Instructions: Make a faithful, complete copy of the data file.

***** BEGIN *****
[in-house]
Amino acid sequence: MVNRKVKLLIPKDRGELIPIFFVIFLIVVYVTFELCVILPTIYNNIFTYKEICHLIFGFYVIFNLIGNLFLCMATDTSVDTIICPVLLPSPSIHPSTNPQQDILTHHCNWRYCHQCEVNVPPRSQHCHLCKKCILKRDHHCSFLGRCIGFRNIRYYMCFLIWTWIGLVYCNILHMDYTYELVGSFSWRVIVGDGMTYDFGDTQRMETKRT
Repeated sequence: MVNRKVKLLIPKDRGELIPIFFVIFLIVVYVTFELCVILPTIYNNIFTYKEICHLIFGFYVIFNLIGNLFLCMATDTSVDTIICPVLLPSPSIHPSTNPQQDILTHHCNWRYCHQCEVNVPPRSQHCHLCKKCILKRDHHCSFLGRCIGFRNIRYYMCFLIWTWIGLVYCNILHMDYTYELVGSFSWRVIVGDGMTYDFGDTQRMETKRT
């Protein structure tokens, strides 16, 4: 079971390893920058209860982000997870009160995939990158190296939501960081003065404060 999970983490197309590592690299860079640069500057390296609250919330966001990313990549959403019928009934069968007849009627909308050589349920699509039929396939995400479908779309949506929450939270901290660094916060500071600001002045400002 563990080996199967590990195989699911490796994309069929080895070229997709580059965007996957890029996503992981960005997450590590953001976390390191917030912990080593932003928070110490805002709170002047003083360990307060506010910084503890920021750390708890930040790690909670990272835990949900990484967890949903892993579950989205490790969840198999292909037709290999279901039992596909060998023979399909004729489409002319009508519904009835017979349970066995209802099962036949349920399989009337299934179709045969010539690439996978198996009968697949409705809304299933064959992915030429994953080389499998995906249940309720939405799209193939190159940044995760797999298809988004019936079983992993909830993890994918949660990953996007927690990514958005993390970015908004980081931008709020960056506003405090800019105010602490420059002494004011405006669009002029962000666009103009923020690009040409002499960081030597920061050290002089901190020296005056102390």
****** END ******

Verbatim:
[in-house]
Amino acid sequence: MVNRKVKLLIPKDRGELIPIFFVIFLIVVYVTFELCVILPTIYNNIFTYKEICHLIFGFYVIFNLIGNLFLCMATDTSVDTIICPVLLPSPSIHPSTNPQQDILTHHCNWRYCHQCEVNVPPRSQHCHLCKKCILKRDHHCSFLGRCIGFRNIRYYMCFLIWTWIGLVYCNILHMDYTYELVGSFSWRVIVGDGMTYDFGDTQRMETKRT
Repeated sequence: MVNRKVKLLIPKDRGELIPIFFVIFLIVVYVTFELCVILPTIYNNIFTYKEICHLIFGFYVIFNLIGNLFLCMATDTSVDTIICPVLLPSPSIHPSTNPQQDILTHHCNWRYCHQCEVNVPPRSQHCHLCKKCILKRDHHCSFLGRCIGFRNIRYYMCFLIWTWIGLVYCNILHMDYTYELVGSFSWRVIVGDGMTYDFGDTQRMETKRT
């Protein structure tokens, strides 16, 4: 079971390893920058209860982000997870009160995939990158190296939501960081003065404060 999970983490197309590592690299860079640069500057390296609250919330966001990313990549959403019928009934069968007849009627909308050589349920699509039929396939995400479908779309949506929450939270901290660094916060500071600001002045400002 563990080996199967590990195989699911490796994309069929080895070229997709580059965007996957890029996503992981960005997450590590953001976390390191917030912990080593932003928070110490805002709170002047003083360990307060506010910084503890920021750390708890930040790690909670990272835990949900990484967890949903892993579950989205490790969840198999292909037709290999279901039992596909060998023979399909004729489409002319009508519904009835017979349970066995209802099962036949349920399989009337299934179709045969010539690439996978198996009968697949409705809304299933064959992915030429994953080389499998995906249940309720939405799209193939190159940044995760797999298809988004019936079983992993909830993890994918949660990953996007927690990514958005993390970015908004980081931008709020960056506003405090800019105010602490420059002494004011405006669009002029962000666009103009923020690009040409002499960081030597920061050290002089901190020296005056102390």